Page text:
New and current students are required to self-identify and register themselves with the Accessibility Office to access supports and services offered by the office. Learn about the Accessibility student registration process in more detail.
Once students register with Accessibility Services, an accommodation plan (Letter of Accommodation) is developed. These are activated each semester by students deciding to receive accommodations for their courses. Students with existing plans (current students) are required to renew their plan at the start of each semester.
Letter of Accommodation
Faculty members teaching the student will receive an electronic letter of accommodation from the Accessibility Office. These letters will outline the supports and services the student will utilize to participate in their learning. This could consist of classroom, test and exam, assignment and other environmental accommodations (See Accommodations Overview and Types of Accommodations for more information). Each accommodation plan is created in collaboration with the student and includes appropriate and reasonable accommodations that will help them to achieve their academic goals while adhering to the institutional, program and course requirements.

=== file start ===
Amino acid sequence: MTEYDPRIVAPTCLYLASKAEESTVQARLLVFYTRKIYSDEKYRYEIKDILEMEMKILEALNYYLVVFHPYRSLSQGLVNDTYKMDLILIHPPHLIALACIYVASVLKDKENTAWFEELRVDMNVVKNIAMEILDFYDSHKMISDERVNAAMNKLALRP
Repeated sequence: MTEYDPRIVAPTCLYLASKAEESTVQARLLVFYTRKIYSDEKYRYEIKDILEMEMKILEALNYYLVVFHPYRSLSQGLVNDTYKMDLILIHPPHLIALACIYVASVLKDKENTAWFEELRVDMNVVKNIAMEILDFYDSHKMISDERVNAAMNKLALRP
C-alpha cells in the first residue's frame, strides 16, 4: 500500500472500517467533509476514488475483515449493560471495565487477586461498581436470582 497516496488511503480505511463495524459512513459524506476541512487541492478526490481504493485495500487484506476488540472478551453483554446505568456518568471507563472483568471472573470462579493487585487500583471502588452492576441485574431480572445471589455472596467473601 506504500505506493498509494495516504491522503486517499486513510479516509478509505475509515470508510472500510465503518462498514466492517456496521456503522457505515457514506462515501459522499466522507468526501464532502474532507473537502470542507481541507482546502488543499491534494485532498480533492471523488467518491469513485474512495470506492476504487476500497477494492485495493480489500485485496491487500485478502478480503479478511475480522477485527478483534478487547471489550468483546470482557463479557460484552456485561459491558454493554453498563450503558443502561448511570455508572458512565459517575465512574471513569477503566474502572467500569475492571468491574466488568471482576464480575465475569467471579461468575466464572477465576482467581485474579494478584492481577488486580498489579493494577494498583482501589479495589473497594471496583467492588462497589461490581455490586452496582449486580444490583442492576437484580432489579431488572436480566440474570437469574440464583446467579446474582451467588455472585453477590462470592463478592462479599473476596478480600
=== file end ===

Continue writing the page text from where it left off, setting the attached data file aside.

All accommodations are based on the student's provided medical documentation (Learn more Documentation Requirements) and approved by Accessibility Services to support the student in accessing their academic environment.
Accessibility Services maintains confidentiality about the nature of the student's disability and thus, disability diagnosis or its related symptoms will not be included on the letter or shared with faculty or staff - students can choose to disclose this information personally, however, students are not required and nor should they be asked about their disability.
Role of faculty members in teaching students with disabilities
Answers to disability and accommodation-related top of mind questions
Accommodation guidelines as they apply to students, faculty, and Accessibility Services